• Antibacterial / Anti-Cancer / Leaves: Study evaluated phytochemical constituents, antibacterial activity and anticancer activity of A. purpurata leaves. The EA extract of leaves showed antibacterial activity with a zone of inhibition from 5 to 14 mm at various concentrations. It also showed potential anticancer activity against PA1 ovarian cancer cell line with half MIC value of 110.25 µg/mL and dose-dependent decrease in cell count for all concentrations tested. (16)
• Essential Oil Toxicity to Maize Weevil: Study evaluated the toxicity of essential oil from Alpinia purpurata inflorescences to Sitophilus zeamais (maize weevil). No toxicity was noted when applied directly on the cuticle of insects. It showed toxicity to adult insects through fumigation with LC50 of 41.4 µL/L in air. (see constituents above) (17)
• Antioxidant / Cytotoxic / Apoptotic: Study evaluated a n-hexane leaf extract for antioxidant, cytotoxic, and apoptotic activities. Results showed antioxidant activity using DPPH, ABTS, reducing power and ferric reducing activity. In MTT assay, the extract inhibited HeLa cells in a dose dependent manner with IC50 of 41.25 µg/ml. Morphological changes suggested apoptotic activity in HeLa cells. (19)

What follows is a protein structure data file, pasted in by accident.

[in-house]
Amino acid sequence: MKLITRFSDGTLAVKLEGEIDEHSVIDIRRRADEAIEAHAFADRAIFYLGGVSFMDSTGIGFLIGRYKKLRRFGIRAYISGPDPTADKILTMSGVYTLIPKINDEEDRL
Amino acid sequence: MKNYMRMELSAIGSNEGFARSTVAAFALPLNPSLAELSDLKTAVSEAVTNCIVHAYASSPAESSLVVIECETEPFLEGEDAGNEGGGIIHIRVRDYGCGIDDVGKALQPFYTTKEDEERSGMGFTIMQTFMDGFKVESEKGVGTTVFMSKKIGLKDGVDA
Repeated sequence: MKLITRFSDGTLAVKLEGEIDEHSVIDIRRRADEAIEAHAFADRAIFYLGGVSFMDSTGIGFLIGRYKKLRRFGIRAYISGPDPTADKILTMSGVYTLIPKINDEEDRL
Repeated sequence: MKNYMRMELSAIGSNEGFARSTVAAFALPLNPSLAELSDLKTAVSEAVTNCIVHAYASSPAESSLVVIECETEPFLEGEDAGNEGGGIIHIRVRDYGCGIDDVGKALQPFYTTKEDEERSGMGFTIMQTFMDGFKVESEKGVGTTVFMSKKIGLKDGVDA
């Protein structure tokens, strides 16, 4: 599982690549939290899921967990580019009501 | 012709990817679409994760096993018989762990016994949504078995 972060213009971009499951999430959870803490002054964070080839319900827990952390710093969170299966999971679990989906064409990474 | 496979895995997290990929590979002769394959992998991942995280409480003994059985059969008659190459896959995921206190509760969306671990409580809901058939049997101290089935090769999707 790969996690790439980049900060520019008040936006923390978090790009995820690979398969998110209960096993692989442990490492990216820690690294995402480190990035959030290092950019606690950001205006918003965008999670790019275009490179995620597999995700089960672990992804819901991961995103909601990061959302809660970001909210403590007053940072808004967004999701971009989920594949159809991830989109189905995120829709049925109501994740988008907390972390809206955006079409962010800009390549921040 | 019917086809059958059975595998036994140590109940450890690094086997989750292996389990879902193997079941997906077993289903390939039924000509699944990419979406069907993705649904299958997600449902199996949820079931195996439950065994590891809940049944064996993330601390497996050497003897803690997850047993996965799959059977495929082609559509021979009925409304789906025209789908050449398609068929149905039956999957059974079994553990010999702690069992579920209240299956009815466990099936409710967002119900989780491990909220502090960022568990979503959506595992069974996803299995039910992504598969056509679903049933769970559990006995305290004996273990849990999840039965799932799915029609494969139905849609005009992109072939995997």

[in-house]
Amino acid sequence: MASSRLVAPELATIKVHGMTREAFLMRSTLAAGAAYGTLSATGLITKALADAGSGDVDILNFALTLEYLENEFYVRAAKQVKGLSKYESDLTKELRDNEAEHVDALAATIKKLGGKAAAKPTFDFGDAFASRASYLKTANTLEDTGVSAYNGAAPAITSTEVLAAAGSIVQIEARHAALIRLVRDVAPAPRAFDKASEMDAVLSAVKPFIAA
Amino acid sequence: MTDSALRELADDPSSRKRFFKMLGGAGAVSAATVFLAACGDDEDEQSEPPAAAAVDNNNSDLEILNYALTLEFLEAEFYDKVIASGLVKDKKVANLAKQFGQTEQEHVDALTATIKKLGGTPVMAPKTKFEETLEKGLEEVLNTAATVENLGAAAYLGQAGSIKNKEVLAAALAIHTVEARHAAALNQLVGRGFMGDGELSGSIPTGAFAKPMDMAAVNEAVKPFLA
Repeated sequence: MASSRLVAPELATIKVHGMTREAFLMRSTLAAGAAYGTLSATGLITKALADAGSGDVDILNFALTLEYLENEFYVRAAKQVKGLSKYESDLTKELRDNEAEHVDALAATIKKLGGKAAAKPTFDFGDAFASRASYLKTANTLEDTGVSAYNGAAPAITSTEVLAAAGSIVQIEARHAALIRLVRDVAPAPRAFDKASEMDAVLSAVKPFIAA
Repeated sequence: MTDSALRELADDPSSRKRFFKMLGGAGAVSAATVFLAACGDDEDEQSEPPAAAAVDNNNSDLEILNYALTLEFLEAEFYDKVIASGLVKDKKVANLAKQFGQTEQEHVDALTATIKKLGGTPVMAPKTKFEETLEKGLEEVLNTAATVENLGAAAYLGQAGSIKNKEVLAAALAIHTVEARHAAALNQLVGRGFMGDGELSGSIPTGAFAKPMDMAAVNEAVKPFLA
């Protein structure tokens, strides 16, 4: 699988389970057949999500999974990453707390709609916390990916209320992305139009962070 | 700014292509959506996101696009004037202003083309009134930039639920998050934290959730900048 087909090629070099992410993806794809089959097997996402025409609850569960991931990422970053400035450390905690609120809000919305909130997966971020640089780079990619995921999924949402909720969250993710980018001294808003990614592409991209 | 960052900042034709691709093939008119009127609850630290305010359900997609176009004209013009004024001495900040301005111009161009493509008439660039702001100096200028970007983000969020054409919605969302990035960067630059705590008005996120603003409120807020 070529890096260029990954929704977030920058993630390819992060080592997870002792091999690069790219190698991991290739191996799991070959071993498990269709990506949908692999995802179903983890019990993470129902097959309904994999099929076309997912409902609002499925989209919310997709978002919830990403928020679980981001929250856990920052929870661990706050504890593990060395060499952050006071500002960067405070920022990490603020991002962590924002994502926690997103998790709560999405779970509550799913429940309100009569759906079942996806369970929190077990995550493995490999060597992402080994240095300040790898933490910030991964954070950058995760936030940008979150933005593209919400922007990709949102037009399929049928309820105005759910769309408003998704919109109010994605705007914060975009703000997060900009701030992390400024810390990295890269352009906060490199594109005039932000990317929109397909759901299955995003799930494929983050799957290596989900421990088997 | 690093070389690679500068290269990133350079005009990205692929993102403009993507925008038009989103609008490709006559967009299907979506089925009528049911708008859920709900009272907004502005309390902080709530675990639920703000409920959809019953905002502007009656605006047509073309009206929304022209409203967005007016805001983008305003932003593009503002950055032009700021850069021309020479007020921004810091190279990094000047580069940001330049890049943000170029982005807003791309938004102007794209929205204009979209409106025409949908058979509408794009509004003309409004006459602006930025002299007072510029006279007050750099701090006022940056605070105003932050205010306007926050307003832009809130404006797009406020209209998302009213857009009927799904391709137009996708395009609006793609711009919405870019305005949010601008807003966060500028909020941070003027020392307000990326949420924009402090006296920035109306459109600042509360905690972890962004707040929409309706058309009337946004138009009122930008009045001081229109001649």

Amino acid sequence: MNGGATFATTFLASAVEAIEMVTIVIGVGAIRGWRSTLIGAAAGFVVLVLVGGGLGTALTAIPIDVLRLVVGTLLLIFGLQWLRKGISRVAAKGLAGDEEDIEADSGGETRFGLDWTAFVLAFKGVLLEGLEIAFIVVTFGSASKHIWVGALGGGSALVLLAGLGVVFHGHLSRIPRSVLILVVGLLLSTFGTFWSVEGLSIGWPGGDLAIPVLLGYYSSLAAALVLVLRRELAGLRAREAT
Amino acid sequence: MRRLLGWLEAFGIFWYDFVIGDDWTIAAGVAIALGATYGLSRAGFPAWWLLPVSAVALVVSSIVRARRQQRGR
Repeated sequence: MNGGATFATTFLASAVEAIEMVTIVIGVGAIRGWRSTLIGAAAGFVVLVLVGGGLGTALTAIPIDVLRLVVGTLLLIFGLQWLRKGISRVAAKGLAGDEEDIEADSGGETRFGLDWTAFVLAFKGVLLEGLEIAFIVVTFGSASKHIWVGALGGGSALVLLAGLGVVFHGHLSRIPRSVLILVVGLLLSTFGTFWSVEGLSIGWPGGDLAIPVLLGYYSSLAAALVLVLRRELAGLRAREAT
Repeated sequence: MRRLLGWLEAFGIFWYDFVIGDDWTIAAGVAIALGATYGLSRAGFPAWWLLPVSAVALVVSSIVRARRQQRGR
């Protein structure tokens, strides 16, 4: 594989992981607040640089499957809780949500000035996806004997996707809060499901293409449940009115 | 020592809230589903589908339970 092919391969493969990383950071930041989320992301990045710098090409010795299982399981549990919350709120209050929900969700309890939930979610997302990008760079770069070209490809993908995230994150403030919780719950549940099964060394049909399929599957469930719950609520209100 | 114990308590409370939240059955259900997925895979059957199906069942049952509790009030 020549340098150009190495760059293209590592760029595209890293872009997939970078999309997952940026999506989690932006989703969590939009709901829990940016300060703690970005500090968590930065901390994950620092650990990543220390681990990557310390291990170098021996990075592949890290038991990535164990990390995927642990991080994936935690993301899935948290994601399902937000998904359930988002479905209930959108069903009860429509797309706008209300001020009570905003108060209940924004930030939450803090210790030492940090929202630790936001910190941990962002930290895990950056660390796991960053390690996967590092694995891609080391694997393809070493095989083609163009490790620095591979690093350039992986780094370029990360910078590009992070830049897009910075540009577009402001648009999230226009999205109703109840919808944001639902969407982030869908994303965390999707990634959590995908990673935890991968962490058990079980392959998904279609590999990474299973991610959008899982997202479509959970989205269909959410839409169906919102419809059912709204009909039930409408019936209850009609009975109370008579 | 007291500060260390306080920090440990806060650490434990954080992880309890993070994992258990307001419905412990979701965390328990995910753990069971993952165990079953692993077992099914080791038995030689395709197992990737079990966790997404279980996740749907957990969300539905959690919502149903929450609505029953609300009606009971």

• Larvicidal / Antibacterial / Essential Oil / Flowers: Oils from red and pink variants showed potent larvicidal activities against 4th instar Aedes aegypti with IC50 values of 80.7 and 71.5 ppm, respectively. Aqueous extracts of the two variants were active against dengue mosquito larvae (IC50 18.3 and 12.6%, respectively). Oils and aqueous extracts showed significant oviposition deterrent effects. Oil from the red cultivar showed significant inhibition of gram-positive and gram-negative bacterial growth. (see constituents above) (20)
• Ginger supplements
should be avoided by those with known allergy to ginger or other Zingiberaceae
family members, including Alpinia purpurata.
• It has been suggested pregnant women should avoid ginger in
the excessive amounts (more than 1 gram dry weight per day). The German
Commission E recommends avoidance during pregnancy due to its possible
inhibition of testosterone binding in the fetus. It should not be used
for nausea of pregnancy and should be avoided by pregnant women with
a history of bleeding disorders and miscarriages. (see: Luya)
• Ginger decreases platelet adhesiveness and should be used with
caution by people on anticoagulant therapy.
- Ornamental cultivation.
- Seeds in the cybermarket.